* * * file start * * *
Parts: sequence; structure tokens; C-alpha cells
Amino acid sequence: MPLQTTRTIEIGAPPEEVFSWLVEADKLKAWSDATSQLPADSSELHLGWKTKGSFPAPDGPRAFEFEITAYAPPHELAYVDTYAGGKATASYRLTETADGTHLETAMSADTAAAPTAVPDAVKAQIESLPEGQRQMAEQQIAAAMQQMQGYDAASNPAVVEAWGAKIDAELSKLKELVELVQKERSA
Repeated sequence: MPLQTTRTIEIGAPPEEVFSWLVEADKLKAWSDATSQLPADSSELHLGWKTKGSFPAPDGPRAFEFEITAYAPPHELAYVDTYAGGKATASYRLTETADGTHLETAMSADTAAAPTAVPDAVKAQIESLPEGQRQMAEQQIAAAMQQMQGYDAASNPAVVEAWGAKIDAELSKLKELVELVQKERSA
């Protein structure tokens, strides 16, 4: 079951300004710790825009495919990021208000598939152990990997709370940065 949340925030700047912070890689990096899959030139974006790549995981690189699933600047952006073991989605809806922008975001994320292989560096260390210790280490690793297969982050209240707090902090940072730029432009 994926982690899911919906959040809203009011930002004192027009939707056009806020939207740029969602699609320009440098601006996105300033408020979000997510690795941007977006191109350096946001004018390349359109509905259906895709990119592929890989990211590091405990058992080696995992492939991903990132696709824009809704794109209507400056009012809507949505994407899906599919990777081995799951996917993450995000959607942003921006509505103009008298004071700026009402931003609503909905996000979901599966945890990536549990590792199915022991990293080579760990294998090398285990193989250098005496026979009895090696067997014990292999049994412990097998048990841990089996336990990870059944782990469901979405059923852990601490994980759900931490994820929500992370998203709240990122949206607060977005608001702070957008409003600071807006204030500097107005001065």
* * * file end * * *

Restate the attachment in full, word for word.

Parts: sequence; structure tokens; C-alpha cells
Amino acid sequence: MPLQTTRTIEIGAPPEEVFSWLVEADKLKAWSDATSQLPADSSELHLGWKTKGSFPAPDGPRAFEFEITAYAPPHELAYVDTYAGGKATASYRLTETADGTHLETAMSADTAAAPTAVPDAVKAQIESLPEGQRQMAEQQIAAAMQQMQGYDAASNPAVVEAWGAKIDAELSKLKELVELVQKERSA
Repeated sequence: MPLQTTRTIEIGAPPEEVFSWLVEADKLKAWSDATSQLPADSSELHLGWKTKGSFPAPDGPRAFEFEITAYAPPHELAYVDTYAGGKATASYRLTETADGTHLETAMSADTAAAPTAVPDAVKAQIESLPEGQRQMAEQQIAAAMQQMQGYDAASNPAVVEAWGAKIDAELSKLKELVELVQKERSA
């Protein structure tokens, strides 16, 4: 079951300004710790825009495919990021208000598939152990990997709370940065 949340925030700047912070890689990096899959030139974006790549995981690189699933600047952006073991989605809806922008975001994320292989560096260390210790280490690793297969982050209240707090902090940072730029432009 994926982690899911919906959040809203009011930002004192027009939707056009806020939207740029969602699609320009440098601006996105300033408020979000997510690795941007977006191109350096946001004018390349359109509905259906895709990119592929890989990211590091405990058992080696995992492939991903990132696709824009809704794109209507400056009012809507949505994407899906599919990777081995799951996917993450995000959607942003921006509505103009008298004071700026009402931003609503909905996000979901599966945890990536549990590792199915022991990293080579760990294998090398285990193989250098005496026979009895090696067997014990292999049994412990097998048990841990089996336990990870059944782990469901979405059923852990601490994980759900931490994820929500992370998203709240990122949206607060977005608001702070957008409003600071807006204030500097107005001065």